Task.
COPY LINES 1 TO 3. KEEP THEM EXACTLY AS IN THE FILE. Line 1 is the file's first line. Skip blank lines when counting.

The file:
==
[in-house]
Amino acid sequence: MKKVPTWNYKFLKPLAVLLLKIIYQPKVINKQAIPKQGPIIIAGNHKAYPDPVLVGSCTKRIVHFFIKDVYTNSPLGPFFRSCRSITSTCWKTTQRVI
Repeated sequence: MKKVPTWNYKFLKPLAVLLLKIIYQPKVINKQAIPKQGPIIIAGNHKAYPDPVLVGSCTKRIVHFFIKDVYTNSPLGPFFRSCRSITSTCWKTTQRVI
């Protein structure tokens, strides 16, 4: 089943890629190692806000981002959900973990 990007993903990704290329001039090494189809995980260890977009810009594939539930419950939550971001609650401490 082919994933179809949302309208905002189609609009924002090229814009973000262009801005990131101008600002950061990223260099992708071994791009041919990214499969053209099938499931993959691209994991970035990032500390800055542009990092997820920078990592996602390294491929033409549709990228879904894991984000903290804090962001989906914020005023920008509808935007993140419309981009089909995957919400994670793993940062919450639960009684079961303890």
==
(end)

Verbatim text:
[in-house]
Amino acid sequence: MKKVPTWNYKFLKPLAVLLLKIIYQPKVINKQAIPKQGPIIIAGNHKAYPDPVLVGSCTKRIVHFFIKDVYTNSPLGPFFRSCRSITSTCWKTTQRVI
Repeated sequence: MKKVPTWNYKFLKPLAVLLLKIIYQPKVINKQAIPKQGPIIIAGNHKAYPDPVLVGSCTKRIVHFFIKDVYTNSPLGPFFRSCRSITSTCWKTTQRVI